I’m traveling with a chunk of gold — the World Cup Trophy — from Zurich, Switzerland to Cairo, Egypt.
When CNN Johannesburg Bureau Chief Kim Norgaard suggested I fly from Zurich to Cairo to cover the arrival of the World Cup trophy in Africa in the lead-up to the games in South Africa next summer, I thought he was joking. Kim, an unabashed football (soccer) fanatic, knows I’m, well, skeptical about a group of grown men paid hefty salaries to kick a little ball around a big field. But variety is the spice of journalism, you might say, and Kim is a friend with whom I needed to settle an old debt from Turkey, so I agreed to give it a try. Football isn’t a subject I know much about, so I realized I would have to cram. As it turned out I didn’t have much time to prepare because someone broke into our house in Cairo the day before I was scheduled to depart. Rather than study World Cup football, I had to deal with the police, change locks, etc. Whoever it was didn’t steal much, but here’s an odd aside: the thief left behind his (or hers) battered black running shoes, making off with my 15-year old son Christopher’s brand-new trainers. Preparing, perhaps, for a career in football Watch CNN’s journey with the World Cup.
Football Fan Zone
Images from the World Cup qualifiers
The coaching sack race
Would the World Cup miss Argentina
Flying from Cairo to Zurich, where FIFA or the International Federation of Football Associations is headquartered, I finally found time to learn a few things about the object that would be my travel companion from Switzerland back to Egypt. The trophy is made of more than five kilograms of 18 carat gold, with two bands of malachite running around the bottom. Probably for good reason mere mortals such as myself and Beirut cameraman Christian Streib, who is with me on this trip, aren’t allowed to touch the trophy. According to FIFA regulations, only heads of state and members of teams that won the World Cup have that privilege. The trophy’s guard can handle it, but must wear special white gloves. The trophy is worth a fortune — for its symbolic value as well as its gold — and is protected around the clock. But the trophy on tour in Africa is not the first — it’s a replacement created after Brazil were allowed to keep the original when they won the tournament for a third time. And it’s that one currently in circulation, and presumably in the back of the plane we’re flying to Cairo in, packed away in a simple aluminum case. While on tour the trophy is under constant guard, though as we passed through security at Zurich Airport to board the charter flight to Cairo I saw it go through the x-ray machine — a big black mass of metal on the screen. The airport security personnel asked the guard to open the box, and that was the closest Christian or I came to it. We resisted the urge to get our grubby hands all over it, however. The chances are slim that either of us will ever be on a winning World Cup team, and slimmer still that either of us will become head of state. I’d share more information about how the trophy is transported, but the tour organizers are worried that too much detail might endanger the cup and those guarding it, especially in some African countries where crime is rife. According to the plan, after Cairo the trophy will be flown to almost every African capital before ending up in South Africa. The Coca Cola Company is covering the cost of the trip. There is one African capital it probably won’t be going to, however, and that’s Mogadishu, in Somalia. The city has been a battlefield on and off for the last 20 years, the airport often bombarded by mortars and artillery. FIFA and Coca Cola have yet to officially turn down the request by the interim Somali government to bring the trophy to Mogadishu. If peace suddenly breaks out, they might actually do it. Here is a personal World Cup footnote. Thanks to Italy’s defeat in the 1990 semifinals of the World Cup in Italy, the birth of my daughter Amira was uneventful. My wife Yasmine and I were in Rome that summer when Italy and Argentina had a semifinal match. Yasmine, a native of Rome, was nine-months pregnant and then some, and went into labor shortly after the game ended, thankfully, with Italy’s defeat.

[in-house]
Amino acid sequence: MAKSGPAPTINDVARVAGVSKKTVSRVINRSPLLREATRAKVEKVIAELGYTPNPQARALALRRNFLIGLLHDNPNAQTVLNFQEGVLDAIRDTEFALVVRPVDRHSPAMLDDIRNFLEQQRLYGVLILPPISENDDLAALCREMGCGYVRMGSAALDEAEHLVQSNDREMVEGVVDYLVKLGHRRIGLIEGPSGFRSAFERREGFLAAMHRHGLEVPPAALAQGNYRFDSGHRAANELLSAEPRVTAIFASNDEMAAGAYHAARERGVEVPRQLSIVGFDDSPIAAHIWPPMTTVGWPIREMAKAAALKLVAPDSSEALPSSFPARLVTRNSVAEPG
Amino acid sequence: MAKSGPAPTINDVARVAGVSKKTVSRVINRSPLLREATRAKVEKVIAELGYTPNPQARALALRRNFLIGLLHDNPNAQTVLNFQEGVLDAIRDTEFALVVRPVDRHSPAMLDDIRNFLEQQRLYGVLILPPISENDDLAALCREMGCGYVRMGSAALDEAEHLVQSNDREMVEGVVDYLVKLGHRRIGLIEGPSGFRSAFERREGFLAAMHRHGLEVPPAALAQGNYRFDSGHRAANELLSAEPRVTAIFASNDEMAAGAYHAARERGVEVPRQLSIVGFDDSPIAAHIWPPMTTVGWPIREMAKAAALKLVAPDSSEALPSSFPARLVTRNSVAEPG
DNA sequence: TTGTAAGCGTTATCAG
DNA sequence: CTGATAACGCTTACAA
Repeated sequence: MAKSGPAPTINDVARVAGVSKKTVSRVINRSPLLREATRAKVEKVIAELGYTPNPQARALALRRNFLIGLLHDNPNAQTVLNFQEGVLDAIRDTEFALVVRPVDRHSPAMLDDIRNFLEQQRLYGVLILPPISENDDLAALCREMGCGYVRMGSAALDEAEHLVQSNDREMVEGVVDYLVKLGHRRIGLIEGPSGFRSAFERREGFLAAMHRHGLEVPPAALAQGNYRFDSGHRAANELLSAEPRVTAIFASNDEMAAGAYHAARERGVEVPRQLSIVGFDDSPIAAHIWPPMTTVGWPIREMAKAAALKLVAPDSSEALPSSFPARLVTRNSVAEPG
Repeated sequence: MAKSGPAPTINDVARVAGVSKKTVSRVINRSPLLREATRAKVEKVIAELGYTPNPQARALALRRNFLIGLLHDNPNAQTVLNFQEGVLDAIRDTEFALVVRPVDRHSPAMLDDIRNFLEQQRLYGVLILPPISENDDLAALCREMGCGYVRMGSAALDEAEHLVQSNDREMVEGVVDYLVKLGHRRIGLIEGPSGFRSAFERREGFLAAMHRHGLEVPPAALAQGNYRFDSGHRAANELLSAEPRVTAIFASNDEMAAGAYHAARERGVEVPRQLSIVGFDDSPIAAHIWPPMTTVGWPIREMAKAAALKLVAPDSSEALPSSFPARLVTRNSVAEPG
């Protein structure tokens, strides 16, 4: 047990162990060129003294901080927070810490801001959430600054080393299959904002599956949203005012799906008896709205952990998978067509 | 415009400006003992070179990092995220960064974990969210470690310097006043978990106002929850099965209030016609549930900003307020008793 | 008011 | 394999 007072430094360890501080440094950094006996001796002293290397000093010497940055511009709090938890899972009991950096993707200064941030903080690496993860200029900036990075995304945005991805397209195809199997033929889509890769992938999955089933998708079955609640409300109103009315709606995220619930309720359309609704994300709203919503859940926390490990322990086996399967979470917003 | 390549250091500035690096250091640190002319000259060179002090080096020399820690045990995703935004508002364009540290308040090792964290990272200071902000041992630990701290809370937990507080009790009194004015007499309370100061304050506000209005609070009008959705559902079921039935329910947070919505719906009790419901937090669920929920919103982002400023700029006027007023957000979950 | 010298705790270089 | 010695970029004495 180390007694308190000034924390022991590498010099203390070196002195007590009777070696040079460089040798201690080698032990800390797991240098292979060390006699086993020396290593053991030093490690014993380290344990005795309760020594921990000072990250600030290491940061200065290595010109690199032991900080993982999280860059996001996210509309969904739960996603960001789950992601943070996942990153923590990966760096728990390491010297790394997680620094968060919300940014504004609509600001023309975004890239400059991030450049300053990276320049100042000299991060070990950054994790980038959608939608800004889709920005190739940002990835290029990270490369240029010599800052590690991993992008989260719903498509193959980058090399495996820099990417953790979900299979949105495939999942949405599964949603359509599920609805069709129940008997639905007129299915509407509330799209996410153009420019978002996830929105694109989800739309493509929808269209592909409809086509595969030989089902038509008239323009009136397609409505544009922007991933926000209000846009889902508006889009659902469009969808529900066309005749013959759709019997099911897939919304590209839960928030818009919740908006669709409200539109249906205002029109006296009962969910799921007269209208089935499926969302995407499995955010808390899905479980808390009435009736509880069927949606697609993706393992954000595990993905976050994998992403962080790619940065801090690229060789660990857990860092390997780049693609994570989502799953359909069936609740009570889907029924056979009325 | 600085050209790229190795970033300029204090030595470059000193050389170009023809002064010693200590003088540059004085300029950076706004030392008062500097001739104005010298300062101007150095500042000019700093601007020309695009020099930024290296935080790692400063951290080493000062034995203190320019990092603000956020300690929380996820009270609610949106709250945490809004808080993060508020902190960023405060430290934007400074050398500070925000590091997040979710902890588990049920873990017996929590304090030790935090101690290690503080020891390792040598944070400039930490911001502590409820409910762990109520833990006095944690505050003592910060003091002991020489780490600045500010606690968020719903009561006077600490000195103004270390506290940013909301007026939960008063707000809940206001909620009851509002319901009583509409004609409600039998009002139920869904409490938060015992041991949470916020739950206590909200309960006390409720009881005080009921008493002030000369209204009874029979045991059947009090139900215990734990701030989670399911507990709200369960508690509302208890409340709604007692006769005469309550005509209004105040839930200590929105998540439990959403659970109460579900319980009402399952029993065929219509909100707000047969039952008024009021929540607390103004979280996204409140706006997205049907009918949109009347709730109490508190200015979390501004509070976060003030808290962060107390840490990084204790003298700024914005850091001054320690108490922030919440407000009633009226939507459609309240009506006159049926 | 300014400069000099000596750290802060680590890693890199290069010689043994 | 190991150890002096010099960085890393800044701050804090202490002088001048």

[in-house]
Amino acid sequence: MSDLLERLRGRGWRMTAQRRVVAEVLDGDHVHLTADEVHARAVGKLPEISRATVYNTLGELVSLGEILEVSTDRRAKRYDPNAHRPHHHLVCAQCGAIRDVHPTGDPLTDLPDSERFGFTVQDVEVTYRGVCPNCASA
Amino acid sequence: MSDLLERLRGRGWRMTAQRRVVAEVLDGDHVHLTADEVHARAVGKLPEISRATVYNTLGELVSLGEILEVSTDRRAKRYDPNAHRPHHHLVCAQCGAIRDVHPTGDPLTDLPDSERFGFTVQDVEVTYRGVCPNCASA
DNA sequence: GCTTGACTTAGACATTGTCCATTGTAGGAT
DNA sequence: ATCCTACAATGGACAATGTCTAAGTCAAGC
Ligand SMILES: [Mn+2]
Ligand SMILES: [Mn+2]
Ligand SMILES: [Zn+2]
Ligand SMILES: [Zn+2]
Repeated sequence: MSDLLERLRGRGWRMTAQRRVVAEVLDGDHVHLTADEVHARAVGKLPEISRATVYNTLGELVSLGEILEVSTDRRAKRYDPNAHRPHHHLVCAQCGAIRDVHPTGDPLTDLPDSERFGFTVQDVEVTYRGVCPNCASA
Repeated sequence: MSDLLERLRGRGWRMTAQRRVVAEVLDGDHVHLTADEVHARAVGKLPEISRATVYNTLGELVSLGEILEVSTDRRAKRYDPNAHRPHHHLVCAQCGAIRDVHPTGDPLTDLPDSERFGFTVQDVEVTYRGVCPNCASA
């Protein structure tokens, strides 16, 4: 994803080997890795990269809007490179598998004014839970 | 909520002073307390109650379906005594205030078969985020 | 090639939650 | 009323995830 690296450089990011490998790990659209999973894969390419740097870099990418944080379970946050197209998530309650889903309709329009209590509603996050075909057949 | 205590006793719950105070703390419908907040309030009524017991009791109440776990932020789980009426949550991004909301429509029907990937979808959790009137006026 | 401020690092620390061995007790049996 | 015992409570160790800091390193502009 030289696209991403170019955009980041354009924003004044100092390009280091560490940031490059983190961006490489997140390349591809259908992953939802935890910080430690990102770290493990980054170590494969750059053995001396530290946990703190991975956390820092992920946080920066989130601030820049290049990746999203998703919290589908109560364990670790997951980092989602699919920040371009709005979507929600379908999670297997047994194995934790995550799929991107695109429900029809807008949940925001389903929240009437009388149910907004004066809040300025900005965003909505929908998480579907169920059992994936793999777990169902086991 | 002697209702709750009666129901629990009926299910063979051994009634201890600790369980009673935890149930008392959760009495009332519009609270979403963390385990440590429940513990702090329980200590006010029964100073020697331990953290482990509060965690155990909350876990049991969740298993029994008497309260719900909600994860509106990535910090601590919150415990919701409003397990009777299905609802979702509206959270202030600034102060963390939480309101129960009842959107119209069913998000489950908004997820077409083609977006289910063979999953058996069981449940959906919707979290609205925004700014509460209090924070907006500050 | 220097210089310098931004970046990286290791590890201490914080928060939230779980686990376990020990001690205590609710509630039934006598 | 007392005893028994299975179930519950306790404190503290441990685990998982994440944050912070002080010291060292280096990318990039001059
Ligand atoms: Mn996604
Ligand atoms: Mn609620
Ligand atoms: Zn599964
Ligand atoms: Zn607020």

If Italy had won there would have been celebratory chaos in the streets until sunrise, and my wife would have ended up delivering in the back seat of the car. As it was, the streets were empty. Italy was in mourning. And I was relieved.